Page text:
Paul Henry, R.H.A. (1876-1958)
Artist's Resale Right ("Droit de Suite"). Artist's… Read more PROPERTY FROM AN IMPORTANT PRIVATE IRISH COLLECTION
Paul Henry, R.H.A. (1876-1958)

The Village by the Lake

Details
Paul Henry, R.H.A. (1876-1958)
The Village by the Lake
signed 'PAUL HENRY' (lower left) and inscribed 'THE VILLAGE BY THE LAKE' (on the reverse)
oil on panel
16 x 24 in. (40.7 x 61 cm.)
Painted in 1924-25.
Provenance
Anonymous sale; Christie's, Dublin, 23 October 1989, lot 102, where purchased by the present owner.
Literature
S.B. Kennedy, Paul Henry: with a Catalogue of the Paintings, Drawings, Illustrations, New Haven and London, 2007, p. 224, no. 613, illustrated.
Exhibited
Dublin, The Studio, Merrion Row, Pictures by Paul Henry, July 1925, no. 33 bis.
Possibly Dublin, Combridges Gallery, Recent Paintings of Kerry and Connemara by Paul Henry, R.H.A, May 1935, no. 10.
Possibly London, Heal and Son, Pictures by Paul Henry, R.H.A., January 1946, no. 11.
Special notice

Artist's Resale Right ("Droit de Suite"). Artist's Resale Right Regulations 2006 apply to this lot, the buyer agrees to pay us an amount equal to the resale royalty provided for in those Regulations, and we undertake to the buyer to pay such amount to the artist's collection agent.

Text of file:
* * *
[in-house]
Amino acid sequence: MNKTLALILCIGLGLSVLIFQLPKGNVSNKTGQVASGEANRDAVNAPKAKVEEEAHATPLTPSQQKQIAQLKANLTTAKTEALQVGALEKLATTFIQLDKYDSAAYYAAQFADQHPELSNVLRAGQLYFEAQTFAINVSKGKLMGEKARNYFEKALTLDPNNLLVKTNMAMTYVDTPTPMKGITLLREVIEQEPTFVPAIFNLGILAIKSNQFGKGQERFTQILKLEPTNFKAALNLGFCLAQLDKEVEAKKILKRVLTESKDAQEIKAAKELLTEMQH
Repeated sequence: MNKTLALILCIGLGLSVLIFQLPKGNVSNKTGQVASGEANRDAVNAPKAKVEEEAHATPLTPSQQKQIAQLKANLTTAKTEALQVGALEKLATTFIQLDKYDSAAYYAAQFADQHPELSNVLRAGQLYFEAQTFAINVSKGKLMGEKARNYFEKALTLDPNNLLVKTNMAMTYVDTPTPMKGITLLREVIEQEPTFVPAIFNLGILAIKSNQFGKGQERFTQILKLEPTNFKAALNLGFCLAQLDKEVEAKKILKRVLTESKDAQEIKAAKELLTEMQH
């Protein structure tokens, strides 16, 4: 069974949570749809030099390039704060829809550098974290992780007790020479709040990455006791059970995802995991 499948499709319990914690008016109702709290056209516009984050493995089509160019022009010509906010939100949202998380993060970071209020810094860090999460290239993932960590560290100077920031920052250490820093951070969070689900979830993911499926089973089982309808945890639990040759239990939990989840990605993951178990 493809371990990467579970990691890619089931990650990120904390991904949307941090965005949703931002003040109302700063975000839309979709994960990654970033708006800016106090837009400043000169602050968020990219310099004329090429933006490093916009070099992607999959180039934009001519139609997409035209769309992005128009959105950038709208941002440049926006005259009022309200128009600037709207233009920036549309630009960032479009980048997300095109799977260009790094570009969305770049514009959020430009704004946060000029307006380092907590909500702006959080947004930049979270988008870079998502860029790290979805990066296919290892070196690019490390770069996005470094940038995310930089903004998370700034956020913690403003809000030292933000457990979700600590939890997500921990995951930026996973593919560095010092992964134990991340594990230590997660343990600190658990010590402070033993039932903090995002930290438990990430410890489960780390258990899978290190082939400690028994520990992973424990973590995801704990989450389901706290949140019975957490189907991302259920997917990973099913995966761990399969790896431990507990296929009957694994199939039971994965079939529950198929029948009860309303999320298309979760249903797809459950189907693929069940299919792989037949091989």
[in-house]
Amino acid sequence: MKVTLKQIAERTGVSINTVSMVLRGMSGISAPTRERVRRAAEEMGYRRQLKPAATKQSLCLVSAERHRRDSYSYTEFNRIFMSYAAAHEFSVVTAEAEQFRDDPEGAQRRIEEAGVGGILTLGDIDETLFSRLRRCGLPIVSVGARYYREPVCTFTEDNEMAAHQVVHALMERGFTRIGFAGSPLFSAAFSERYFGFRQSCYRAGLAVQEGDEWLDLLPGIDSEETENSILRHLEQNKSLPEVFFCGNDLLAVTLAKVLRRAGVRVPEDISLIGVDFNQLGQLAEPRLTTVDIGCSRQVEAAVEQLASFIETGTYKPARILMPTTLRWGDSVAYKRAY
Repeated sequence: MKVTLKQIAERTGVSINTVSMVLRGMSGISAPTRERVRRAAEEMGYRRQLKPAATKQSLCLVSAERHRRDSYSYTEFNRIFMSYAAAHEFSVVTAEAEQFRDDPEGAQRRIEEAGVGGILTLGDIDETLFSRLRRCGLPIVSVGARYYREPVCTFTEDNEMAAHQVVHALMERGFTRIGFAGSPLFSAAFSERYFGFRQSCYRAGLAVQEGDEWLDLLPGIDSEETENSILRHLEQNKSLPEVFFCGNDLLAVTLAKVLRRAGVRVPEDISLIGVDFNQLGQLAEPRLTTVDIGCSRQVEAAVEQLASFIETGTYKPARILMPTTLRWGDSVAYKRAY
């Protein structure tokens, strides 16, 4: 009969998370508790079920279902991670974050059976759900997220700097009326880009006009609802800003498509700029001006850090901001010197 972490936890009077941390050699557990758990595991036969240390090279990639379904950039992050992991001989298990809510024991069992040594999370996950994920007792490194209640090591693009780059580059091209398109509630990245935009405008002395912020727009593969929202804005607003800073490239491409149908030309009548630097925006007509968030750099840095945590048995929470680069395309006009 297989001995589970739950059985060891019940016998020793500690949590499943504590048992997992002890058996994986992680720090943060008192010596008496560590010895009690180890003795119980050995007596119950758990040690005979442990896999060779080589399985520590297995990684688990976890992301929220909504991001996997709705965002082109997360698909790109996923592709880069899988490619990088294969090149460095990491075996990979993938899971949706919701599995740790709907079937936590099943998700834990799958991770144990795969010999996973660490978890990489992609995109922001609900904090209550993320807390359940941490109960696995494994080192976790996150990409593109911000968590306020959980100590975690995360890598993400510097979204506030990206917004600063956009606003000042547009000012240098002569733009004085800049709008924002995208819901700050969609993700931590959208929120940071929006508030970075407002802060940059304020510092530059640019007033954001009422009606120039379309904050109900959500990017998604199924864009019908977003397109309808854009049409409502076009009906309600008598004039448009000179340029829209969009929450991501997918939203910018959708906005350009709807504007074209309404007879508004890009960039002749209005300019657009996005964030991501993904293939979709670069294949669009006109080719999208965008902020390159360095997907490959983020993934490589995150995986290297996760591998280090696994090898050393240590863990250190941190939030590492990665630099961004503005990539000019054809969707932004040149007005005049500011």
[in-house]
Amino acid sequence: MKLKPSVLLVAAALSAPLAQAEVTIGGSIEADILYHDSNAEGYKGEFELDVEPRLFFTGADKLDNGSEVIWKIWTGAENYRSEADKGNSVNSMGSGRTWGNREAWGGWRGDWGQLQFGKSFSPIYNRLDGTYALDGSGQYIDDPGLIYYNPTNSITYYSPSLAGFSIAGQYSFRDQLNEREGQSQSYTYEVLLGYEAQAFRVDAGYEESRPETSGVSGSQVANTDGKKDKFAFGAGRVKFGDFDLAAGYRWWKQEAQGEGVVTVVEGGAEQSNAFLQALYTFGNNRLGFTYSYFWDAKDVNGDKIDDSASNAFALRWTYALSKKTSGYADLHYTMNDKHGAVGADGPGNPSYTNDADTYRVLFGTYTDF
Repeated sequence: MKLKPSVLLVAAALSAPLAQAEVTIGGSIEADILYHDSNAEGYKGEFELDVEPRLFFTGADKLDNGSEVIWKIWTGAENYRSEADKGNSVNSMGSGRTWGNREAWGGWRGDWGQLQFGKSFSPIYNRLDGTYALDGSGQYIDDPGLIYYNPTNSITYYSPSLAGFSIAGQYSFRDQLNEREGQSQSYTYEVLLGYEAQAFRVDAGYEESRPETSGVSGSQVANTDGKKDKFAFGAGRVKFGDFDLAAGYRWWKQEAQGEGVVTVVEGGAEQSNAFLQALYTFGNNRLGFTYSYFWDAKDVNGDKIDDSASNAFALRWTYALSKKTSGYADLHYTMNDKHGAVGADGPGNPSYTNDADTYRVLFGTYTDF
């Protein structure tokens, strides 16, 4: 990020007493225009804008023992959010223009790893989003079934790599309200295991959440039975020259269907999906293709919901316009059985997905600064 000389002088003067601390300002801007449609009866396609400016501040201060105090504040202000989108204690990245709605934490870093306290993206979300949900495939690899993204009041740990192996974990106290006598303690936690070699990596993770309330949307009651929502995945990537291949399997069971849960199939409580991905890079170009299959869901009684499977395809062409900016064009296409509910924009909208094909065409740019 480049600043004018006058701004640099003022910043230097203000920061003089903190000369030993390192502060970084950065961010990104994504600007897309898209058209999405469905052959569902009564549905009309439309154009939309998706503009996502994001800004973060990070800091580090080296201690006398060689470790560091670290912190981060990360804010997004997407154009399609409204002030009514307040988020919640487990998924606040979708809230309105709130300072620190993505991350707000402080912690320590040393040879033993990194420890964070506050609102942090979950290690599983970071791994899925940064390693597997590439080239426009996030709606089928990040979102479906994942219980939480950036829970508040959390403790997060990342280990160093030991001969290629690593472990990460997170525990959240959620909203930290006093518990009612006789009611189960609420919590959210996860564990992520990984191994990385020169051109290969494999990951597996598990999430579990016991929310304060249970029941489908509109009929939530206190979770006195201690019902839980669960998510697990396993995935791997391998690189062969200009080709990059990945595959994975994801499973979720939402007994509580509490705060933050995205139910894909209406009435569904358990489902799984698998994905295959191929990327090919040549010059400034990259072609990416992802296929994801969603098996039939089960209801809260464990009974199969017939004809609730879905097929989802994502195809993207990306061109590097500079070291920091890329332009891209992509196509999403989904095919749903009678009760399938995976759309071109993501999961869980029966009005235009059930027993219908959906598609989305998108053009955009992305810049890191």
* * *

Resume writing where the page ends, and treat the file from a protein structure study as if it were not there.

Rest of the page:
Brought to you by

Alice Murray
Alice Murray

Lot Essay

Paul Henry often made a number of compositions of similar subjects and this bears a close resemblance to his West of Ireland Landscape with Cottages, 1924-25, and a picture of the same title, The Village by the Lake, 1925-30 (S.B. Kennedy, Paul Henry: with a catalogue of the Paintings, Drawings, Illustrations, New Haven and London, 2007, nos. 614 and 632). He also frequently included in exhibitions of ‘Recent Paintings’ works done much earlier. Thus this picture, which dates from 1924-25, was also exhibited in his 1935 and 1946 exhibitions. Although painted in the West of Ireland, one cannot be sure of the precise setting for the picture. The distant mountain may be Corraun, near Achill Sound, but of this one cannot be certain. However, the strip of dark blue high ground running the width of the picture is a device that Henry often used as a means of concentrating one’s attention on the mountain behind, which is picked out with gentle modelling. The cloud, dominating the sky, and which is rendered with little impasto, is also typical of Henry and contrasts with the heavier impasto of the brushwork in the middle distance and the immediate foreground and which aids a sense of recession. Inscribed with the title on the reverse.

We are grateful to Dr. Brian Kennedy for preparing this catalogue entry.
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